There were lots of other little things we did, but the only other one
worth mentioning was the replacement of the rubber bellows that
connects the dipstick tube to the filler pipe on the engine.
Marigold's was "crunchy" and cracked down at the engine end. I think
it had been too close to the aftermarket exhaust pipe from the #2
cylinder, so it got baked. The tubes didn't quite line up correctly
anyway, so I was able to bend the filler pipe to line up better with
the car body and also be farther from the exhaust pipe.
Replacing that rubber connecting bellows cured another oil leak.
After putting the engine back in the car, we set the valves, dwell,
and timing. Sarah found that all 4 valve adjusters for #3 & 4 were
backed all the way out, so I added .032" shims under the LH rocker
stands to restore the valve geometry and allow decent valve
adjustment. Since this was true for all 4 valves, the seats in that
head must have been cut down extra deep.
After pressing Marigolds fuel pump primer switch for a minute or so,
the engine started right up, but the idle speed was way too high.
Oddly, the engine did not lope as it should when the idle skyrockets,
so the TVS was out of adjustment, which seemed odd, since I thought
we had checked all those things at the Invasion. I adjusted it and
got the idle speed to lope correctly. Then we had to find out why the
idle speed was so high.
Finally it became clear that the AAR was misadjusted so badly that it
was wide open even when warm. We pulled it out and adjusted it down,
and the idle was back to normal.
With that fixed, there was still a sort of intermittent background
"growling" noise that we couldn't find. Using a screwdrive to listen
around the engine, it seemed to be coming from the generator, and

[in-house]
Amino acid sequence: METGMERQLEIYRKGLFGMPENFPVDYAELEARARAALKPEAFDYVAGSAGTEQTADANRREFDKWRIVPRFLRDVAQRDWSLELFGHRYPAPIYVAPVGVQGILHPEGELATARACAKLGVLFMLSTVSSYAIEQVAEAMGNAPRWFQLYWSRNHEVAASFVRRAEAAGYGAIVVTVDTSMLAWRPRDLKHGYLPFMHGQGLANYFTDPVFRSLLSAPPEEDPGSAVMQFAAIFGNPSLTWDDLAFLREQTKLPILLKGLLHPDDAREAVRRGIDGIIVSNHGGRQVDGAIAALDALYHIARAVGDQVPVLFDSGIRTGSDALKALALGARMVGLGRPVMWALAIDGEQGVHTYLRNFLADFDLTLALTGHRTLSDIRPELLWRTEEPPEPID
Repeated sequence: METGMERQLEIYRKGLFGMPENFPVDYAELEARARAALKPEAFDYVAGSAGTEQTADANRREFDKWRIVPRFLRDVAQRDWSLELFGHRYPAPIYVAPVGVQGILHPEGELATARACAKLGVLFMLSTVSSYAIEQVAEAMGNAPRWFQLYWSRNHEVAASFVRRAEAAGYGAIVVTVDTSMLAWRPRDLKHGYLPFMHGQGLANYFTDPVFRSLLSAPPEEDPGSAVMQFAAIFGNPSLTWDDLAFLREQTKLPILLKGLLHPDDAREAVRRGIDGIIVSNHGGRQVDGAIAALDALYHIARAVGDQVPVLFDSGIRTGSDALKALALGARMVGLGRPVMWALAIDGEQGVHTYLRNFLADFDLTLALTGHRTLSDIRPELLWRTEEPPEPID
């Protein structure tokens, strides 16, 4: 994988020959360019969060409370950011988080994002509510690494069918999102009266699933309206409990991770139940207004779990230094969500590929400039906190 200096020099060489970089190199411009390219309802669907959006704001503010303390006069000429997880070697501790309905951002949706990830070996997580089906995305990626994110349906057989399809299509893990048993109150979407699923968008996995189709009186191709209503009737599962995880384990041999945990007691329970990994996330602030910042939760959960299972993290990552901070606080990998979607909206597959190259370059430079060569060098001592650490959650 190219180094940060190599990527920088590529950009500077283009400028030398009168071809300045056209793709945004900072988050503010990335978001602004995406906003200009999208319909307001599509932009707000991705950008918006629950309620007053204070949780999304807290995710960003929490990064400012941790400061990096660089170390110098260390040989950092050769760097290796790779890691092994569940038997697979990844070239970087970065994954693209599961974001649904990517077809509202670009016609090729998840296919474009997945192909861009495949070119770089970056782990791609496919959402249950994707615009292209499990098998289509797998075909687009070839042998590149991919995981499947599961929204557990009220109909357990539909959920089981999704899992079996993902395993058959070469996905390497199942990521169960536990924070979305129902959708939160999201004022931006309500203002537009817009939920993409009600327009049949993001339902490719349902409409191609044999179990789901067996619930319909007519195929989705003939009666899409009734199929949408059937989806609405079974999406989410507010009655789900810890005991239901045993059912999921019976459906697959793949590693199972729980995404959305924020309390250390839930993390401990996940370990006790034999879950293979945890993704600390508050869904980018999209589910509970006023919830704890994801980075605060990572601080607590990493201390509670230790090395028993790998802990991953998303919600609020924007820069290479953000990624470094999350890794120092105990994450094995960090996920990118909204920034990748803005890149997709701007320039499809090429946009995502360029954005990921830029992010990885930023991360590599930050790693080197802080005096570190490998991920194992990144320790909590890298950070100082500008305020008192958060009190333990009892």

with the generator removed, it seemed like the noise was gone, so I
took the generator apart. The bearings were bad, especially the one
near the pulley, so I replaced both of them.
With the generator back in place, the noise was still there, but
seemed reduced, but the belt seemed really slack and I thought I
could see the belt shake in time with the "growling" noise, so we
moved 1 shim from inside to outside and tried again. This reduced the
belt slapping and maybe some noise, but we could still hear, or even
better, feel that sound. That sound remains a mystery. I called Dave
Pallo to get a description of the sound his failing fan made, and
that was completely different, so I don't think the fan is the
source. It may be some loose tin on the underside of the engine. I
it's internal, because I don't hear it when using a long screwdriver
anywhere on the engine case.
Whew, that was a LOT of work! But also a lot of progress. We did 3
hard days of
work on Marigold and I'm pretty sure Sarah is as tired as I am, but
in much better shape now.
So Sarah and Marigold are on their way back to Ohio. We wish them
both a safe and uneventful trip home. We look forward to seeing both
of them at the next Invasion and hope Sarah will visit us again
someday, hopefully for less work and more play. Sarah was good to
work with, and Melissa and I both enjoyed having her stay with us.
Jim Adney, jadney at vwtype3.org
Madison, Wisconsin, USA